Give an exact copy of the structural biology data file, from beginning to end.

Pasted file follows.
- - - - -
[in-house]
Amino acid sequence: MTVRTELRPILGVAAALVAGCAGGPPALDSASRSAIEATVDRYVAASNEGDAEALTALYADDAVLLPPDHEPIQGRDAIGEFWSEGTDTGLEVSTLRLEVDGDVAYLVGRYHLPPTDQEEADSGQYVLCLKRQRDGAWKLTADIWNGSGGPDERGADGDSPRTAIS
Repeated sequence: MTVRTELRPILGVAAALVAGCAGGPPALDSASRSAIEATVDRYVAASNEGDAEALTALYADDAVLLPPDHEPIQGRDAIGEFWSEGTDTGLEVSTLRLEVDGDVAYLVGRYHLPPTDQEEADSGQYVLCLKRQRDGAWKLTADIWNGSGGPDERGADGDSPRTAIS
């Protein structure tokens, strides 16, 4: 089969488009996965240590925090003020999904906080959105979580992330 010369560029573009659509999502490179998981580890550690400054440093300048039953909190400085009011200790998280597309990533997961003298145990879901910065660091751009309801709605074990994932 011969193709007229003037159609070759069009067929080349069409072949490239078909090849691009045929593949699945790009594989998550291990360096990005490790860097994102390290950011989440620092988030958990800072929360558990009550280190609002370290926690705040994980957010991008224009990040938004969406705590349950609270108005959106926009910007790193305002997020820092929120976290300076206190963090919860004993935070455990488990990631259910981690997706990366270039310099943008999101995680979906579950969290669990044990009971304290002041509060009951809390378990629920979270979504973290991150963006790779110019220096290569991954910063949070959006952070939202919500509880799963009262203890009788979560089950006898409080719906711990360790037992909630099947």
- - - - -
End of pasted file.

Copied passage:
[in-house]
Amino acid sequence: MTVRTELRPILGVAAALVAGCAGGPPALDSASRSAIEATVDRYVAASNEGDAEALTALYADDAVLLPPDHEPIQGRDAIGEFWSEGTDTGLEVSTLRLEVDGDVAYLVGRYHLPPTDQEEADSGQYVLCLKRQRDGAWKLTADIWNGSGGPDERGADGDSPRTAIS
Repeated sequence: MTVRTELRPILGVAAALVAGCAGGPPALDSASRSAIEATVDRYVAASNEGDAEALTALYADDAVLLPPDHEPIQGRDAIGEFWSEGTDTGLEVSTLRLEVDGDVAYLVGRYHLPPTDQEEADSGQYVLCLKRQRDGAWKLTADIWNGSGGPDERGADGDSPRTAIS
């Protein structure tokens, strides 16, 4: 089969488009996965240590925090003020999904906080959105979580992330 010369560029573009659509999502490179998981580890550690400054440093300048039953909190400085009011200790998280597309990533997961003298145990879901910065660091751009309801709605074990994932 011969193709007229003037159609070759069009067929080349069409072949490239078909090849691009045929593949699945790009594989998550291990360096990005490790860097994102390290950011989440620092988030958990800072929360558990009550280190609002370290926690705040994980957010991008224009990040938004969406705590349950609270108005959106926009910007790193305002997020820092929120976290300076206190963090919860004993935070455990488990990631259910981690997706990366270039310099943008999101995680979906579950969290669990044990009971304290002041509060009951809390378990629920979270979504973290991150963006790779110019220096290569991954910063949070959006952070939202919500509880799963009262203890009788979560089950006898409080719906711990360790037992909630099947």